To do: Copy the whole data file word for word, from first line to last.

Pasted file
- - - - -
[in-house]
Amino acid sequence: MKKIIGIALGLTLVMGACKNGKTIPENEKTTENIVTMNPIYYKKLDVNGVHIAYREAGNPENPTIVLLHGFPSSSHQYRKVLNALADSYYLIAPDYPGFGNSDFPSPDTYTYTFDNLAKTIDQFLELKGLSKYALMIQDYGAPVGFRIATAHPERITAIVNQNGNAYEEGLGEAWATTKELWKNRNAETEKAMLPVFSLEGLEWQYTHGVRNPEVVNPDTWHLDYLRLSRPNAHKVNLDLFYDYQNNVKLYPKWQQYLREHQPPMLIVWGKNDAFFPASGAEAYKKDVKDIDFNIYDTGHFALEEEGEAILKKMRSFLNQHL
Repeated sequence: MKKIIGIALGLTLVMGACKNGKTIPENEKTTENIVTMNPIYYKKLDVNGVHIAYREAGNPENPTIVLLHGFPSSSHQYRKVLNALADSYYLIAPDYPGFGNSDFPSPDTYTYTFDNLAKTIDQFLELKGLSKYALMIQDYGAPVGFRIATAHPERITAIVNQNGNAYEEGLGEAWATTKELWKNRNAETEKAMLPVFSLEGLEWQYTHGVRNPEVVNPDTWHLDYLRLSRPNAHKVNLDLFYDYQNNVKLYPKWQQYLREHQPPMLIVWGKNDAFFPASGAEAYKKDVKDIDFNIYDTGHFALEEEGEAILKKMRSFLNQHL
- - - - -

[in-house]
Amino acid sequence: MKKIIGIALGLTLVMGACKNGKTIPENEKTTENIVTMNPIYYKKLDVNGVHIAYREAGNPENPTIVLLHGFPSSSHQYRKVLNALADSYYLIAPDYPGFGNSDFPSPDTYTYTFDNLAKTIDQFLELKGLSKYALMIQDYGAPVGFRIATAHPERITAIVNQNGNAYEEGLGEAWATTKELWKNRNAETEKAMLPVFSLEGLEWQYTHGVRNPEVVNPDTWHLDYLRLSRPNAHKVNLDLFYDYQNNVKLYPKWQQYLREHQPPMLIVWGKNDAFFPASGAEAYKKDVKDIDFNIYDTGHFALEEEGEAILKKMRSFLNQHL
Repeated sequence: MKKIIGIALGLTLVMGACKNGKTIPENEKTTENIVTMNPIYYKKLDVNGVHIAYREAGNPENPTIVLLHGFPSSSHQYRKVLNALADSYYLIAPDYPGFGNSDFPSPDTYTYTFDNLAKTIDQFLELKGLSKYALMIQDYGAPVGFRIATAHPERITAIVNQNGNAYEEGLGEAWATTKELWKNRNAETEKAMLPVFSLEGLEWQYTHGVRNPEVVNPDTWHLDYLRLSRPNAHKVNLDLFYDYQNNVKLYPKWQQYLREHQPPMLIVWGKNDAFFPASGAEAYKKDVKDIDFNIYDTGHFALEEEGEAILKKMRSFLNQHL